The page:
The Wall of Faces

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is honored on Panel 31E, Line 61 of the Vietnam Veterans Memorial.

Leave a Remembrance


  • Larry A. Winslow

    Posted on 10/25/17 - by Janet L Shepard
    Larry you left a hole in all our hearts, we were always together on the weekends growing up, your uncle Gerald Wilson (my dad) was close to his sisters. you will never be forgotten. we used to help work on the farm when we came down and I was the last one on the hold the fence trick more than once. May God Bless.
  • Someone Whom We Could Never Forget

    Posted on 3/1/15 - by Richard
    We served together in the 1st Platoon, "A" Co., 1/8 Cavalry, First Air Cavalry Division, he a rifleman, and I an ammo bearer at the time. Winslow was the "life of the party" wherever he happened to be. If you passed by a bunker where there was a lot of laughter you knew he was there. He was without doubt the most popular person in the platoon. Despite the language barrier, he even charmed the young women who sold us Coca Cola through the barbed wire on LZ Two Bits. On Dec. 7, 1967, we were flown to the outskirts of the village of Ð?i Ð?ng in Binh Dinh Province. There we linked up with Bravo Co. as well as 1/50 Mechanized Infantry, and began an assault against a very determined NVA unit, whose resolve was expressed in the patches they wore, "Quy?t t? d? t? qu?c quy?t sinh," "With this oath we resolve to be a sacrifice for the country." Most of us were ensconced securely behind an APC for cover, but down the line to my left (out of my view), Winslow had exposed himself, advancing on a bunker. The soldier inside waited until he was right on top of him, then opened up, according to Curelli, a machine gunner some ways behind him. Winslow collapsed. The bunker was knocked out by someone else, and Doc Ferguson crawled up to the prostrate form while bullets spattered dirt up all around him. He was barely alive with a sucking chest wound, but soon expired. While we took many casualties in the fight, he was one of only two killed. Someone commented later that it was just like an old WWII film where the guy who made everyone laugh is the first to die. His loss was one of the most poignant that we had ever suffered. The photo, taken by Jerry Prater, shows him kidding around, sucking in his stomach and flexing his muscles. It is a fitting image by which to memorialize him: a man who was both a comedian and a hero.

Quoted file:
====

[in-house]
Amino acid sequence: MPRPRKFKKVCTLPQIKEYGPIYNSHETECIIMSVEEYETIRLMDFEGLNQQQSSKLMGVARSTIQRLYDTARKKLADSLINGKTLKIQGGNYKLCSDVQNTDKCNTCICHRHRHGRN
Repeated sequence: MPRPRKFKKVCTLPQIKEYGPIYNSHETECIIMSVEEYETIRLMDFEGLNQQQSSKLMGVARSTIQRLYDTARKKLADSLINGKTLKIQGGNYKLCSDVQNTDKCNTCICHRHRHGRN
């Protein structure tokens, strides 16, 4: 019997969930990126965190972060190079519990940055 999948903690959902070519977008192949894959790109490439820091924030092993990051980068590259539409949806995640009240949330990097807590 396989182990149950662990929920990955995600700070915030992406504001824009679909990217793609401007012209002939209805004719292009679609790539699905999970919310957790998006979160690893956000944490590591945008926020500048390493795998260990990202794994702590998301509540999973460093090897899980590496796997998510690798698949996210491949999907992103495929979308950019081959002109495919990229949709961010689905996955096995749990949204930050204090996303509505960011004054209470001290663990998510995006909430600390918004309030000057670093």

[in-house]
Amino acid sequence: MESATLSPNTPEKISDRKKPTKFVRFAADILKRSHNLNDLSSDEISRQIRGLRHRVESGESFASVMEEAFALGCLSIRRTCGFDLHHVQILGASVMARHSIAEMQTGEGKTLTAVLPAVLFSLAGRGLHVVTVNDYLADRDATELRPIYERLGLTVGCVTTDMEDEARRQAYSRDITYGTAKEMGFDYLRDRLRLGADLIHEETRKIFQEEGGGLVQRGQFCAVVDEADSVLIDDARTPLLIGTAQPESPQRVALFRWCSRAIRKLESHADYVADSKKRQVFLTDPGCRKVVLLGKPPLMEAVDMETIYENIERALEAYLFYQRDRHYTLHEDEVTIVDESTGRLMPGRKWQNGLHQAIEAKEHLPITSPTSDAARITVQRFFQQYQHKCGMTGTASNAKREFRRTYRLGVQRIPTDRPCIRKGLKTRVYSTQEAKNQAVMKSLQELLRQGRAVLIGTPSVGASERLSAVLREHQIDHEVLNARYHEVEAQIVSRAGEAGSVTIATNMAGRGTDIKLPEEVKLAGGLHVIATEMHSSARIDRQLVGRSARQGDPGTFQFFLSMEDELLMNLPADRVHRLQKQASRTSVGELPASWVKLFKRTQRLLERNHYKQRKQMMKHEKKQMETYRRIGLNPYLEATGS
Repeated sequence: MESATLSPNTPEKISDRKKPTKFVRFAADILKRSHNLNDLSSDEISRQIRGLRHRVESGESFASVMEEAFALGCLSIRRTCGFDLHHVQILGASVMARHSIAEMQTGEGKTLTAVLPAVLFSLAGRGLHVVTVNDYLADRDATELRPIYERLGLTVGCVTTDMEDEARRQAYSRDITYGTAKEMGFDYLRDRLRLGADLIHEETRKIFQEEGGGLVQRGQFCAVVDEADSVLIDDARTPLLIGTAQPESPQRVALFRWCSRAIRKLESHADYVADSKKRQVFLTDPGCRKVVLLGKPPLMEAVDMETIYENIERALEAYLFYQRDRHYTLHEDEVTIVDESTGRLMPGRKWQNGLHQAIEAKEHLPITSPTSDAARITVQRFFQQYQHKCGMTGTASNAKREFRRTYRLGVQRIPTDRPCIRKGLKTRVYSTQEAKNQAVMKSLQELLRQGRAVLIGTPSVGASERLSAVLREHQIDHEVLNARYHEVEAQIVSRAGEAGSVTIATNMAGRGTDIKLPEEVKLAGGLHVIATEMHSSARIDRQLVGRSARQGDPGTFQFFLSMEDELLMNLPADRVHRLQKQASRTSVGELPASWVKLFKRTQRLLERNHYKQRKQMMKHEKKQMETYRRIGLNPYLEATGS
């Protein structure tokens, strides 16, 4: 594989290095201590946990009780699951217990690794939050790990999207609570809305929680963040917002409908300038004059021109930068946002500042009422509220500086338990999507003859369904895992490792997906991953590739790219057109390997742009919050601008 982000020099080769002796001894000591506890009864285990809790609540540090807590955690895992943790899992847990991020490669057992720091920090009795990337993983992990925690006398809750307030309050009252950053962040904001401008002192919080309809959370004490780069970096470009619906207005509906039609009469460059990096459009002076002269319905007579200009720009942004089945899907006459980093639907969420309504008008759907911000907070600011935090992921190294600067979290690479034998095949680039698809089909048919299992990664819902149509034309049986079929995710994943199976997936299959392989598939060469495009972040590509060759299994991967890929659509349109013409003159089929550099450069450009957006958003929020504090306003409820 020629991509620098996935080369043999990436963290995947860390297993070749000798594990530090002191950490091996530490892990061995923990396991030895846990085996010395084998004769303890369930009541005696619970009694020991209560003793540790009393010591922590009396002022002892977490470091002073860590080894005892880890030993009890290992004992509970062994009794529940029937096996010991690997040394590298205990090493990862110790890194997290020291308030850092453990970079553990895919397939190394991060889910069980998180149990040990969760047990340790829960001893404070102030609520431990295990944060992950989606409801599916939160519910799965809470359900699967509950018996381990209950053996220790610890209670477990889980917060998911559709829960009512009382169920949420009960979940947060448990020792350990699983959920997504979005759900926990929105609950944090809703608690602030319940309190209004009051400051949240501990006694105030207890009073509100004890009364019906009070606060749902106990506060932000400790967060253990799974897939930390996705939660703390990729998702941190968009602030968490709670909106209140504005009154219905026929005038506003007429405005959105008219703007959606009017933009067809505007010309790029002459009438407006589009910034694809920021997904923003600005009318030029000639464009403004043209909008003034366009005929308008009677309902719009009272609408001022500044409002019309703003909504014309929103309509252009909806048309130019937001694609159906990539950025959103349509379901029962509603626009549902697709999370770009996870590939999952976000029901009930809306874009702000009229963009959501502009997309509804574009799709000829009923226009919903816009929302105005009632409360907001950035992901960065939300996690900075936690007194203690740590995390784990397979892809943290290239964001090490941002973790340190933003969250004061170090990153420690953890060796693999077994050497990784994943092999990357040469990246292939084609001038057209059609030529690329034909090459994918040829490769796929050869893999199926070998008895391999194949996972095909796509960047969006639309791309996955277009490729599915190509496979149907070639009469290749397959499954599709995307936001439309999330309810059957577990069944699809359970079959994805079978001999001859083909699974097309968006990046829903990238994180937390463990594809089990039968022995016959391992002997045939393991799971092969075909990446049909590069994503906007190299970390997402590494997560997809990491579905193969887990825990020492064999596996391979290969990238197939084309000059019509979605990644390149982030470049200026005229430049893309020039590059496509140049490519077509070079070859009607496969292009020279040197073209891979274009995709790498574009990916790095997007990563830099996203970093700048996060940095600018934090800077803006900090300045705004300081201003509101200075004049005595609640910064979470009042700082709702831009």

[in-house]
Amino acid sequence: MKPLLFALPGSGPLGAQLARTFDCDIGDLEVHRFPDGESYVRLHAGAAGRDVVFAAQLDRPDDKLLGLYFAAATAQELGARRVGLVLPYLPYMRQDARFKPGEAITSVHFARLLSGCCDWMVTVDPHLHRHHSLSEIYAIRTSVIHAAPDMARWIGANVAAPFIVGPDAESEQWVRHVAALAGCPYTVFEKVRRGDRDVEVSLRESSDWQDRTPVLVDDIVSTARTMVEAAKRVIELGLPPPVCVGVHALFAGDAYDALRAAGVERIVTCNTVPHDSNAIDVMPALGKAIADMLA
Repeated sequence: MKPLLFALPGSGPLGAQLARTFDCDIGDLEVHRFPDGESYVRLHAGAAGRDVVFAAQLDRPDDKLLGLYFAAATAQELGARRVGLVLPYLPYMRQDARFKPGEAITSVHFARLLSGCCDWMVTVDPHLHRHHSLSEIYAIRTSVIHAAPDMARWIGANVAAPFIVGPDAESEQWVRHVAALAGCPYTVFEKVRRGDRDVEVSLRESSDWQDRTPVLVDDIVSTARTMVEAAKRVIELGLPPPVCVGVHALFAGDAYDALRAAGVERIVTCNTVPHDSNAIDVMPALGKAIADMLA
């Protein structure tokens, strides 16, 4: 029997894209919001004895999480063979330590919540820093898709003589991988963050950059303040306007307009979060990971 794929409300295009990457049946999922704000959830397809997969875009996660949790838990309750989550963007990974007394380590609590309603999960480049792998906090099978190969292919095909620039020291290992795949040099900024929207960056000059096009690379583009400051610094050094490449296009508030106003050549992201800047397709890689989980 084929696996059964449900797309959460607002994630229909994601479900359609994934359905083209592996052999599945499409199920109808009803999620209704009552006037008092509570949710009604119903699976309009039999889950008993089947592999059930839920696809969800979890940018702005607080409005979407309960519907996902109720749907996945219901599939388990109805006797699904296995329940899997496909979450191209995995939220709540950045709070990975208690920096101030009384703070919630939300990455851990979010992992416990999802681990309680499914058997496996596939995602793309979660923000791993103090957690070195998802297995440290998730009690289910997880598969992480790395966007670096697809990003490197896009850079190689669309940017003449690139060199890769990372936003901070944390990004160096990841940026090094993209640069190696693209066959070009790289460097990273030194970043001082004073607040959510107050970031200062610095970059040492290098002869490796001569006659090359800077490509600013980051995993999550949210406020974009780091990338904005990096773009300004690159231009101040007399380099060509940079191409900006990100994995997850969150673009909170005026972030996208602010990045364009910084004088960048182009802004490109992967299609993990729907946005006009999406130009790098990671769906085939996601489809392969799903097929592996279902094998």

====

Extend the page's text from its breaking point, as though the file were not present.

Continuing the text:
• Never to late

    Posted on 6/2/14 - by Wayne R Westenberger
    Well Larry it took some time and with the help of other Vets you served with we located your daughter , she is well and has a grandson named Jack and he looks like his grandpa , plus has your humor with that said Larry old friend you can rest in peace good buddy . If she ever needs help we are here.
  • Remembering An American Hero

    Posted on 11/22/13 - by Curt Carter
    Dear SP4 Larry A Winslow, sir

    As an American, I would like to thank you for your service and for your sacrifice made on behalf of our wonderful country. The youth of today could gain much by learning of heroes such as yourself, men and women whose courage and heart can never be questioned.

    May God allow you to read this, and may He allow me to someday shake your hand when I get to Heaven to personally thank you. May he also allow my father to find you and shake your hand now to say thank you; for America, and for those who love you.

    With respect, and the best salute a civilian can muster for you, Sir

    Curt Carter
  • We Remember

    Posted on 6/26/10 - by Robert Sage
    Larry is buried at Riverridge Cemetery in Belding,MI. PH
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The Wall of Faces

Brought to you by the organization that built The Wall, the Vietnam Veterans Virtual Memorial Wall is dedicated to honoring, remembering and sharing the legacies of all those who died in the Vietnam War. Here you can go beyond the names on The Wall to see the faces, share the stories and read the remembrances posted by friends, neighbors, classmates and family members.